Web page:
The cellphones were stacked up high in the Gumi factory yard and more were coming out every minute. Phones, TVs, fax machines, and other gear shattered as it hit the concrete and Samsung CEO Kun-hee Lee and his board cracked the screens and cases with heavy hammers. Then they lit a bonfire and threw everything in.
The 2,000 workers began to cry. And still the hardware kept coming. The CEO was disgusted by the low quality product coming out of his factories in the early 1990s and, in a blaze of anger, ordered it all destroyed.
In all, something like $50 million worth of hardware burned on one day in 1995 when Samsung hoisted its “Quality First” banner and began its slow march towards world domination in earnest. Samsung Electronics emerged from those ashes a very different company, but the road leading to that cleansing fire was a long one.
To most of the western world the name “Samsung” is inextricably linked with smartphones and televisions and refrigerators and microwaves — with the consumer electronics that have turned Samsung into a global force. Go back far enough though and it becomes very clear that Samsung Electronics was only ever part of the equation. A massively successful part, yes, but still just a part.
Before Samsung Electronics there was merely Samsung Sanghoe: a small trading company founded by Lee Byung-Chull in 1938 that dealt mostly in dried seafood, produce, and its own noodles. Its bread and butter, so to speak, was shipping those comestibles all around the region. Business was good, and Lee went on to open Samsung Mulsan (now known as Samsung Corporation) in 1948, but that prosperity was ultimately short-lived. After diligently growing Samsung Mulsan, Lee was forced to abandon his holdings in Seoul when the city was invaded and occupied by the republic’s communist neighbors to the north.
He nearly lost everything.
Samsung’s story almost ended there, but Lee made his way south to Busan to recoup from his losses and bring Samsung Mulsan back from the brink of death. The war economy treated the fledgling trading corporation well, and within a few years Lee was able to parlay the proceeds into a handful of prominent subsidiaries.
And thus, Samsung’s chaebol era began. Korea’s chaebols are curious things — they’re very large, very diverse commercial conglomerates, not entirely unlike a GE or a Dupont, save for one little difference. Rather than divvying up the leadership of the chaebol’s subsidiaries and interests among a slew of external candidates, all that power is saved and meted out to members of the family. If you think of them as Asian analogues to family-driven empires like the Rockefellers you wouldn’t be completely off-base, but even that would be underestimating the amazing amount of political clout and influence these corporate bodies exhibit. In later years, the sort of influence chaebols had on national matters was even a little scary.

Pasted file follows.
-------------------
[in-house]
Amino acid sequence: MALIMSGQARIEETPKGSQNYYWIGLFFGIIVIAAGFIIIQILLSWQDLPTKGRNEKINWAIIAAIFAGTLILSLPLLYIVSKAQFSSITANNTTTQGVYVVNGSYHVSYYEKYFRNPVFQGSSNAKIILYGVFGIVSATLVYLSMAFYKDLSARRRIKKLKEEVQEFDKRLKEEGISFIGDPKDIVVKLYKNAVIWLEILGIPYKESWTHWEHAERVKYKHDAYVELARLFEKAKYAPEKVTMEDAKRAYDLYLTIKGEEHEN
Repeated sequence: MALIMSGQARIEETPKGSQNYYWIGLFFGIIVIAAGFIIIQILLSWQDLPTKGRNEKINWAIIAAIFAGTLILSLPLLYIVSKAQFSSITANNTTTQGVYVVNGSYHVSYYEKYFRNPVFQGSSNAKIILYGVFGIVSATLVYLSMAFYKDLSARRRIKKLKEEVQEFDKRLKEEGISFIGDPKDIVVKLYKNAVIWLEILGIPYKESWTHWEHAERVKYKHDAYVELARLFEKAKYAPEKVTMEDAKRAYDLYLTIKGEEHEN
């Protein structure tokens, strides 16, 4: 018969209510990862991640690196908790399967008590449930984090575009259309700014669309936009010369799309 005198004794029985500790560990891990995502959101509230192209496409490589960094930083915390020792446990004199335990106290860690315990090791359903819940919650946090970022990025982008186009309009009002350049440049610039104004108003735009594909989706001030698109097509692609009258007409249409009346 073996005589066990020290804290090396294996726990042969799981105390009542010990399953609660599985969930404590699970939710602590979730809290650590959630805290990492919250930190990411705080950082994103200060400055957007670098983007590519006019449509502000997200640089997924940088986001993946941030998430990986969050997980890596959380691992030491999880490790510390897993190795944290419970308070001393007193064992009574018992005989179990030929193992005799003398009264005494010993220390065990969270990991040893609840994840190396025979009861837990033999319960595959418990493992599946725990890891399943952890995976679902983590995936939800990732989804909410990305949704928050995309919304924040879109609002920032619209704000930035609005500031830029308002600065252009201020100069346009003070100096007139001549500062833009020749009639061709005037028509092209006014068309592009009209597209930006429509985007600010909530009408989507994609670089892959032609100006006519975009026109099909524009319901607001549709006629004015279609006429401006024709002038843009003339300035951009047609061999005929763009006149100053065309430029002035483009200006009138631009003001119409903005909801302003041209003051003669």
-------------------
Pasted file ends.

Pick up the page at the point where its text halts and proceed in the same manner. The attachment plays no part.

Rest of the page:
Lee Byung-Chull sat in the throne, and over the years to come, most of his six daughters and four sons would occupy positions of great power with the carefully-cultivated chaebol. But none would be as prominent as Lee’s youngest son Kun-hee, who officially joined the chaebol in 1968 after studying economics at Japan’s prestigious Waseda University and getting his MBA from George Washington University.
1969 saw the founding of Samsung Electronics, the subsidiary that would ultimately go on to become perhaps the world’s most powerful electronics brand. But that’s a long way off — its first products were mostly modest home appliances. Samsung’s inaugural black-and-white television set rolled off assembly lines in 1969 by way of a joint venture with Sanyo since the Korean subsidiary had no experience putting TVs together, and refrigerators, air conditioners, and electric fans soon followed.
It didn’t take long for Lee to figure out that the growing demand for consumer electronics of all stripes could mean very big things for Samsung down the road, but there was a problem — many of the components that went into Samsung’s products came from overseas, and Japan in particular. Considering that Japanese companies like Sony had been churning out well-received gizmos for years at that point, nascent Korean electronics companies had grown dependent on imports of foreign components and technological know-how.
Samsung decided to do something about that. In 1974 it nabbed a majority stake in Korea Semiconductor in a bid to help wean itself off of foreign tech. Not everyone within Samsung’s brass agreed with the decision — granted, going from piecing together consumer electronics to building components seems slightly backwards — so Byung-Chull decided to settle matters with his own checkbook with some prodding from his son Kun-hee. Korea Semiconductor was renamed Samsung Semiconductor in 1978 and Samsung would soon begin to sling its own silicon, a move that would pay off handsomely in the decades to come.
The rest of the 1970s would see Samsung Electronics making strides abroad with its inexpensive wares. One of its earliest international hits was a cheap color television — it first made a splash in Panama of all places before making its debut in the United States. It was a slow start, but a start all the same. Black and white sets hadn’t gone completely out of style yet though, and Samsung Electronics had manufactured almost 10 million of its cost-conscious sets by the end of the decade.**
By the time 1980 rolled around, the Samsung Group had grown to become one of the most prominent chaebols in South Korea, with a construction company, a petrochemicals division, and a ship-building arm supplementing the conglomerate’s sugar, paper, and newspaper businesses.
While the Samsung Group broadened its scope and grew into an economic powerhouse, Samsung Electronics slowly became more proficient at churning out consumer gadgetry. Even so, pure production power just wasn’t enough — even though Samsung had become a notable electronics exporter, foreign customers still passed over their products because of poor marketing and positioning. Who would buy a off-brand Samsung television when a proven Sony set sat right next to it on store shelves? Even worse, foreign and domestic consumers who did take a chance on Samsung products often found that they just didn’t work the way they were supposed to. The quality just wasn’t always there.